The relationship between social reinforcement and performance for individuals with depressive symptoms

Author: Anderson, Scott

Date: 2019

Publisher: University of Otago

Type: Thesis

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University of Otago


Depression is associated with a reduced sensitivity to positive reinforcement. Research suggests this is due to an impaired response to historically rewarding stimuli. However, little experimental research has looked at the effect of social reinforcement on depressed individuals. The present study explored this relationship by examining how positive social feedback affected the performance of depressed individuals on a subsequent written task. Participants received either neutral or positive social feedback in response to an initial paragraph, before being asked to write a second paragraph. Performance was measured by the time to submit their written work and the number of words they had written. Results showed individuals with higher levels of depressive symptoms took longer to complete the written tasks compared to non-depressed individuals, suggesting performance deficits in initiation and time management of tasks. However, there was no significant difference in word quantity between participants in the depression group and the non-depression group, indicating their completed tasks were of a similar level of quality. For the results pertaining to social reinforcers explicitly, there was a suggestive relationship between positive feedback and the performance of participants in the depression group; participants in the depression group who received positive feedback submitted their tasks within a similar timeframe to non-depressed participants, whereas those who received neutral feedback had longer submission times. Positive social reinforcers may have the potential to improve the efficiency and time management skills of depressed individuals. Further research should pursue this observation because it may uncover significant findings relating to social feedback and performance in depression. This could further aid the efficiency of depressed individuals’ performance in many aspects of their lives, particularly within the work setting.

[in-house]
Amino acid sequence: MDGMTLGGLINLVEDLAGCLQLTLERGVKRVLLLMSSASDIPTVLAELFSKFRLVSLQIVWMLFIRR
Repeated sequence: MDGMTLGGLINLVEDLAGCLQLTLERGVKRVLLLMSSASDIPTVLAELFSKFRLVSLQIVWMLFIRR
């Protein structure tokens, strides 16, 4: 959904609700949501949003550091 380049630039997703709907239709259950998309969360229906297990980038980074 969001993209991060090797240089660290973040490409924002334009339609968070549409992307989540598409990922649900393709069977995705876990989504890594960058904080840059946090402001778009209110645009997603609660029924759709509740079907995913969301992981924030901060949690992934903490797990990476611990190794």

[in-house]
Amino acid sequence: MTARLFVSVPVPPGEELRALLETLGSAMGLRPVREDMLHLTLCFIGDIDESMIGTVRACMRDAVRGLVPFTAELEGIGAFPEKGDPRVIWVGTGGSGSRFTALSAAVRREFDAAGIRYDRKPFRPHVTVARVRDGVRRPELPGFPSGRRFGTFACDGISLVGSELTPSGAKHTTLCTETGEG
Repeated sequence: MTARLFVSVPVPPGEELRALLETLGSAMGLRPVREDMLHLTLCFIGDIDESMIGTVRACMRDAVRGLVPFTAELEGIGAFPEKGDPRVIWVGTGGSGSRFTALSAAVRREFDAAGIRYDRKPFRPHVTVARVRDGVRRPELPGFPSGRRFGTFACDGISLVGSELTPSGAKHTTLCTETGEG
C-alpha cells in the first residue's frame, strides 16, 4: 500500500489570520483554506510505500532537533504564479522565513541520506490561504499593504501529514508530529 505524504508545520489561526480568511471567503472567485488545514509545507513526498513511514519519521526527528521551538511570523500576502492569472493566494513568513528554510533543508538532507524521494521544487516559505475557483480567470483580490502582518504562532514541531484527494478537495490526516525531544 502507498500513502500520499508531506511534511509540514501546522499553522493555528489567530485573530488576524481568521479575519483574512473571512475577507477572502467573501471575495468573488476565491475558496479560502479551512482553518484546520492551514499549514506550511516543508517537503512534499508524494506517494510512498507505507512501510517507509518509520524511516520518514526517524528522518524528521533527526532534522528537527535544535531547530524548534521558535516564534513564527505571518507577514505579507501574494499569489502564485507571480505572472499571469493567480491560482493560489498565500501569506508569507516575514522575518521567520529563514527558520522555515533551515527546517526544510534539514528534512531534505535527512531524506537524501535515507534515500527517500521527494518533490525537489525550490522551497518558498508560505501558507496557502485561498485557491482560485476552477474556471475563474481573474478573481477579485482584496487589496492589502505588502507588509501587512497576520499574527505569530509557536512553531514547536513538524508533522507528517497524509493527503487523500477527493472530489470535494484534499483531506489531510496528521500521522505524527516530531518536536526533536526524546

Subjects: depression, reinforcement, social reinforcement

Citation: ["Anderson, S. (2019). The relationship between social reinforcement and performance for individuals with depressive symptoms (Thesis, Master of Science). University of Otago. Retrieved from"]

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